Tuesday, February 24, 2015

Debate: "What Difference Would - or Does - God's Existence Make?"

Speakers: Dr. Peter van Inwagen, Duke University.
Dr. Ronnie de Sousa, University of Toronto. 
Date/Time: Friday, March 6th, 4:00-5:30 pm (reception to follow)
Location: Oakham Lounge, 63 Gould Street, Ryerson University
Registration: To register to attend, click on the link below.

Monday, February 16, 2015

John Russell Roberts' Nice New Paper on Why There is Something Rather Than Nothing

Roberts, John Russell. "Axiarchism and Selectors", Faith & Philosophy 31:4 (October 2014), pp. 412-421. The mention of the notion of selectors reveals that it interacts in crucial ways with Derek Parfit's important paper, "Why Anything? Why This?". Here's the abstract:
This essay offers a defense of Axiarchism’s answer to the question, “Why does the world exist?” against prominent objections leveled against it by Derek Parfit. Parfit rejects the Axiarchist answer while abstracting from it his own Selector strategy. I argue that the abstraction fails, and that even if we were to regard Axiarchism as an instance of a Selector hypothesis, we should regard it as the only viable one. I also argue that Parfit’s abstraction leads him to mistake the nature and, thereby, the force of Axiarchism’s claim to being an ultimate explanation. Finally, I defend the Axiarchist’s claim that the good could not fail to rule.

Thursday, January 29, 2015

Excellent Survey Article on Evolutionary Debunking Arguments...

...and a nice proposal for the way forward for a moral realist's reply: Vavova, Katia. "Evolutionary Debunking of Moral Realism", Philosophy Compass 10:2 (February 2015), 104-116. For what it's worth, I'm inclined to accept something like Street's own reply: a kind of constructivism. I'm still open to something like Wielenberg's non-natural moral realism, though.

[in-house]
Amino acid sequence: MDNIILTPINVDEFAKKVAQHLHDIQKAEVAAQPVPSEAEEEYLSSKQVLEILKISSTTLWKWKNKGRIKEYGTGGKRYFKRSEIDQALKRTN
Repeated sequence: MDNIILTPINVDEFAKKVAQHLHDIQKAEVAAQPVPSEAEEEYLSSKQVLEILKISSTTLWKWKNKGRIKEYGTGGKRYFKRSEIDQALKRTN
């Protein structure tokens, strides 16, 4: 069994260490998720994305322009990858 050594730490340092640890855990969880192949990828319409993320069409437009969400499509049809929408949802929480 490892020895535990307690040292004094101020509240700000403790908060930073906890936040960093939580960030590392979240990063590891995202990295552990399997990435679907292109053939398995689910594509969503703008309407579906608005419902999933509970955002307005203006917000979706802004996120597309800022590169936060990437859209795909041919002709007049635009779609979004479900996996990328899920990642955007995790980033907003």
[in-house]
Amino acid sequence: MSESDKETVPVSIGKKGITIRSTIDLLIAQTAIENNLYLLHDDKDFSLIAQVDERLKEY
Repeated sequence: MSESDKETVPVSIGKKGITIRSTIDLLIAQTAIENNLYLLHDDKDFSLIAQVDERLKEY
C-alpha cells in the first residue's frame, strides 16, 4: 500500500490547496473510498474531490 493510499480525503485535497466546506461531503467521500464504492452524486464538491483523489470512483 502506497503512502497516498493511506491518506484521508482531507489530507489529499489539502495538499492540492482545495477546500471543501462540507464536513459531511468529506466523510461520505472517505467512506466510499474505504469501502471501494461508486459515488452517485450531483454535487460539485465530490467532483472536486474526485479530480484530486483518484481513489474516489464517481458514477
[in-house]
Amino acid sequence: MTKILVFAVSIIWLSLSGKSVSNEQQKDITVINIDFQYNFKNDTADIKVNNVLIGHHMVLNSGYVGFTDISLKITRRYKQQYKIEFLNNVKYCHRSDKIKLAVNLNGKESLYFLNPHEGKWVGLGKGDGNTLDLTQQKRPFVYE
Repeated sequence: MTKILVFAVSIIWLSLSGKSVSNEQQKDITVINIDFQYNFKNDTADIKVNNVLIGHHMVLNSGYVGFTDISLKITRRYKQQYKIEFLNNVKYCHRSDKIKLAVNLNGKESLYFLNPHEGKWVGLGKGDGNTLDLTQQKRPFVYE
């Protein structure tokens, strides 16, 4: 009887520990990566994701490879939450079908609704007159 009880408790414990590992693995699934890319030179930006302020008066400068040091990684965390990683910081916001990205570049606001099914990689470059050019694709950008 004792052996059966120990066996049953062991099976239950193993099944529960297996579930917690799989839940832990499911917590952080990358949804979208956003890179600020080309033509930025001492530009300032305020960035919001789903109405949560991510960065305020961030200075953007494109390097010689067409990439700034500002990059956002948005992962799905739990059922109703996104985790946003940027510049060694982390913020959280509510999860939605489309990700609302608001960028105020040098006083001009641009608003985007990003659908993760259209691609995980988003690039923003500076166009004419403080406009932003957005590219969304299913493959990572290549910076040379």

Wednesday, January 28, 2015

Steinhart On Our Digital Afterlives...

...on New Books in Philosophy.

Tucker's Forthcoming Paper on Divine Satisficing

Tucker, Chris. "Satisficing and Motivated Submaximization (in the Philosophy of Religion)", Philosophy & Phenomenological Research (forthcoming).

Here's the abstract:
In replying to certain objections to the existence of God, Robert Adams, Bruce Langtry, and Peter van Inwagen assume that God can appropriately choose a suboptimal world, a world less good than some other world God could have chosen. A number of philosophers, such as Michael Slote and Klaas Kraay, claim that these theistic replies are therefore committed to the claim that satisficing can be appropriate. Kraay argues that this commitment is a significant liability. I argue, however, that the relevant defenses of theism are committed to the appropriateness of, not satisficing, but motivated submaximization. When one submaximizes with motivation, one aims at the optimum but accepts the good enough because of a countervailing consideration. When one satisfices, one aims at the good enough and chooses the good enough because it realizes her aim at the good enough. While commitment to the appropriateness of satisficing may be a significant liability, commitment to the appropriateness of motivated submaximization is not.

Friday, January 23, 2015

Proops on Kant on the Cosmological Argument

Proops, Ian. "Kant on the Cosmological Argument", The Philosopher's Imprint 14:12 (May 2014).

He also has a paper out on Kant on the ontological argument in the latest issue of Nous.

Thursday, January 15, 2015

Review of Rudder-Baker's Naturalism and the First-PersonPerspective

Owen Flanagan reviews the book for NDPR.

McBrayer's New Paper on Pascal's Wager

McBrayer, Justin. "The Wager Renewed: Believing in God is Good for You", Science, Religion, and Culture 1 (3):130 (2014). Here's the abstract:

Not all of our reasons for belief are epistemic in nature. Some of our reasons for belief are prudential in the sense that believing a certain thing advances our personal goals. When it comes to belief in God, the most famous formulation of a prudential reason for belief is Pascal’s Wager. And although Pascal’s Wager fails, its failure is instructive. Pascal’s Wager fails because it relies on unjustified assumptions about what happens in the afterlife to those who believe in God verses those who do not. A renewed wager can avoid this difficulty by relying solely on well-documented differences between those who believe in God verses those who do not. Social scientists have put together an impressive set of data that shows that theists do better in terms of happiness, health, longevity, inter- personal relationships, and charitable giving. Hence, most people have a strong reason to believe in God regardless of the evidence.

Substsantially Revised SEP Entry on Teleological Arguments

Here.